In the twenty years between the end of the First World War and the start of the Second, the French empire reached its greatest physical extent. At the end of the First World War, the priority of the French political community was to consolidate and expand the French empire for, inter alia, industrial mobilisation and global competition for strategic resources. The book revisits debates over 'associationism' and 'assimilationism' in French colonial administration in Morocco and Indochina, and discusses the Jonnart Law in Algeria and the role of tribal elites in the West African colonies. On the economy front, the empire was tied to France's monetary system, and most colonies were reliant on the French market. The book highlights three generic socio-economic issues that affected all strata of colonial society: taxation and labour supply, and urban development with regard to North Africa. Women in the inter-war empire were systematically marginalised, and gender was as important as colour and creed in determining the educational opportunities open to children in the empire. With imperialist geographical societies and missionary groups promoting France's colonial connection, cinema films and the popular press brought popular imperialism into the mass media age. The book discusses the four rebellions that shook the French empire during the inter-war years: the Rif War of Morocco, the Syrian revolt, the Yen Bay mutiny in Indochina, and the Kongo Wara. It also traces the origins of decolonisation in the rise of colonial nationalism and anti-colonial movements.

Munich and the making of metropolis, 1895–1930
Author:

This book focuses on the ways in which German urban élites tried to mould German cities between the 'birth' of modern planning in the 1890s and the complete cessation of building caused by the economic collapse around 1930. It investigates the attributes which 'metropolis', was given by early twentieth-century Germans. The book takes Munich as its 'still point in the turning world' of German urban development in particular, but makes arguments relevant well beyond the southern capital's city limits. It presents a case study of the urban landscape of modernity and modernisation which was increasingly. The book commences with exploration of the balanced construction of 'the city' in planners' world views. It addresses contemporaries' 'action plans' as responses to the problems of modernity, and characterises these actions as themselves distinctly modern. The book also tries to restore an emphasis on contemporaries' nuanced views of modernity and modernisation, and explores the balanced construction of 'the city' in planners' world views. Discussing hospitals, old people's homes and social housing, the book discusses that space could be a highly coercive tool for the social reformer, and scholars need to address material effects. It also demonstrates how intellectual impasses in manipulating the technologies of space could have profound political consequences. The ways that the built environment is currently used as evidence in historical writing are problematic. The book treats modernity with little eye for Modernism.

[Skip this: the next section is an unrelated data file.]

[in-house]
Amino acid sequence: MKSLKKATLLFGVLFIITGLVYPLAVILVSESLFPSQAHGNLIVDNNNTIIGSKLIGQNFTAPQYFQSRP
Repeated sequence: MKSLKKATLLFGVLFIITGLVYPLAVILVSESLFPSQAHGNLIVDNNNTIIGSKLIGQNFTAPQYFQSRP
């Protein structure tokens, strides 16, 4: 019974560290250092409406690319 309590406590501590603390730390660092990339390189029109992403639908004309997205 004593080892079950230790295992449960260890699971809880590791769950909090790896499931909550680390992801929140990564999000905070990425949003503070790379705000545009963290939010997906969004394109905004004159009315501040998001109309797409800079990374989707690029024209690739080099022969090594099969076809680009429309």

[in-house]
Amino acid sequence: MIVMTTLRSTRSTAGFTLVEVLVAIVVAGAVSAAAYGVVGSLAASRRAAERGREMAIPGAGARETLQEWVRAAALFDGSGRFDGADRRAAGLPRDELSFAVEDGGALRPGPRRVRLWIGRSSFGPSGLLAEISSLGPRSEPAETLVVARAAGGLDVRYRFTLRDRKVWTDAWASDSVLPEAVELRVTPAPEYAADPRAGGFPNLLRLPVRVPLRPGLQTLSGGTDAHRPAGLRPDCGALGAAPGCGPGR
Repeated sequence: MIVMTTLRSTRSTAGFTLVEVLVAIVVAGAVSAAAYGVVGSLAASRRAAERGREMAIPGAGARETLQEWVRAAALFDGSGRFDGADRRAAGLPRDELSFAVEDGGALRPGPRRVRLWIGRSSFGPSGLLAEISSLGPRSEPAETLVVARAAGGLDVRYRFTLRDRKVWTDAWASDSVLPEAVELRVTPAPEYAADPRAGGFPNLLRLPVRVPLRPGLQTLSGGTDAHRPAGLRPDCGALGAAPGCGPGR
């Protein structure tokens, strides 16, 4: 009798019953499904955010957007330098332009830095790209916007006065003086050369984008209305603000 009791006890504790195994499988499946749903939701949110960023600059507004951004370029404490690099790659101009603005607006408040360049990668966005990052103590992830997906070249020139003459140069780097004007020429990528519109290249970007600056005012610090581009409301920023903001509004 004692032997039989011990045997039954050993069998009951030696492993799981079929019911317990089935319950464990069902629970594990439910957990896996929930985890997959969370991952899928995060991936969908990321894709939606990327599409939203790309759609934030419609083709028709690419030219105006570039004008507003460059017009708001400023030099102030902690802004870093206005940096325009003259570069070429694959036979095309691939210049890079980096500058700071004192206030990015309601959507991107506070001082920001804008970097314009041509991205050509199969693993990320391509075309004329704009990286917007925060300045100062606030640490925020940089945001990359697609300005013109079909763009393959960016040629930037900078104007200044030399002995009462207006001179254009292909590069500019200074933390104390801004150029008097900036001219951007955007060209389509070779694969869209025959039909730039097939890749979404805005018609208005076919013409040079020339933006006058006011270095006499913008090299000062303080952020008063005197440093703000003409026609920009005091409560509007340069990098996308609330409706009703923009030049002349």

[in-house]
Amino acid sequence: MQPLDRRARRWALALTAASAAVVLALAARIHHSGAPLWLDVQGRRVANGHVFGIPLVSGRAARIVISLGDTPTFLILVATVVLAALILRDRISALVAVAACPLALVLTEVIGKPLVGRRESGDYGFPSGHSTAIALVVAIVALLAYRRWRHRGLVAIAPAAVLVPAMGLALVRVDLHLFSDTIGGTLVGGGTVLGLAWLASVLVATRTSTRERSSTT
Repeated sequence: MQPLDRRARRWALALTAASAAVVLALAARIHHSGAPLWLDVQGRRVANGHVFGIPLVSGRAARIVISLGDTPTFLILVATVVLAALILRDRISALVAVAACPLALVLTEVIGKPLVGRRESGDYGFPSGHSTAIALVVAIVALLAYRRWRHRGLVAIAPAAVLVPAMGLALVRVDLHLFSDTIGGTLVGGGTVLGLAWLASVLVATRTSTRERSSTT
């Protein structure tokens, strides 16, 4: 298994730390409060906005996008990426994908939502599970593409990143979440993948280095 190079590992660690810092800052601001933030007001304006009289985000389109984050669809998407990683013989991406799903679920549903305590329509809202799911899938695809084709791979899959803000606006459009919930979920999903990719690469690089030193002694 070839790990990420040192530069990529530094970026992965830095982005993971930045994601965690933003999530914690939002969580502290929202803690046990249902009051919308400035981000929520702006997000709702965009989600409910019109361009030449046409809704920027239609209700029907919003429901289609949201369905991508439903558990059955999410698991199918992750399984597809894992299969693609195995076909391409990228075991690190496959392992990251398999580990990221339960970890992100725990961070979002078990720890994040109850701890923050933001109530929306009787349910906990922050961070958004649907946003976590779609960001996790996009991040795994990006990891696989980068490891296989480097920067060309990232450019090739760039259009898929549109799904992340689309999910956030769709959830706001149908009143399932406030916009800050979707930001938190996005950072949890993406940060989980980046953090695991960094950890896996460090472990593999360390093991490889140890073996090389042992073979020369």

Abstract only
An ethnography of (im)mobility, space, and cross-border infrastructures in the Balkans

This book is an ethnographic and historical study of the main Albanian-Greek cross-border highway. It is not merely an ethnography on the road but an anthropology of the road. Complex sociopolitical phenomena such as EU border security, nationalist politics, transnational kinship, social–class divisions, or post–cold war capitalism, political transition, and financial crises in Europe—and more precisely in the Balkans—can be seen as phenomena that are paved in and on the cross-border highway. The highway studied is part of an explicit cultural–material nexus that includes elements such as houses, urban architecture, building materials, or vehicles. Yet even the most physically rooted and fixed of these entities are not static, but have fluid and flowing physical materialities. The highway featured in this book helps us to explore anew classical anthropological and sociological categories of analysis in direct reference to the infrastructure. Categories such as the house, domestic life, the city, kinship, money, boundaries, nationalism, statecraft, geographic mobility, and distance, to name but a few, seem very different when seen from or on the road.

Mark Pelling
,
Alejandro Barcena
,
Hayley Leck
,
Ibidun Adelekan
,
David Dodman
,
Hamadou Issaka
,
Cassidy Johnson
,
Mtafu Manda
,
Blessing Mberu
,
Ezebunwa Nwokocha
,
Emmanuel Osuteye
, and
Soumana Boubacar

Introduction The Sustainable Development Goals (SDGs) challenge urban planners, risk professionals, researchers and citizens to extend their focus from accounting for the status of risk towards understanding and acting on the processes that can enable a transition to more risk-sensitive and transformative urban development across all contexts. Risk-sensitive development is required to reduce risk that has accumulated in the city and to better consider risk when planning new developments (Jones and Preston, 2011 ). This

in African cities and collaborative futures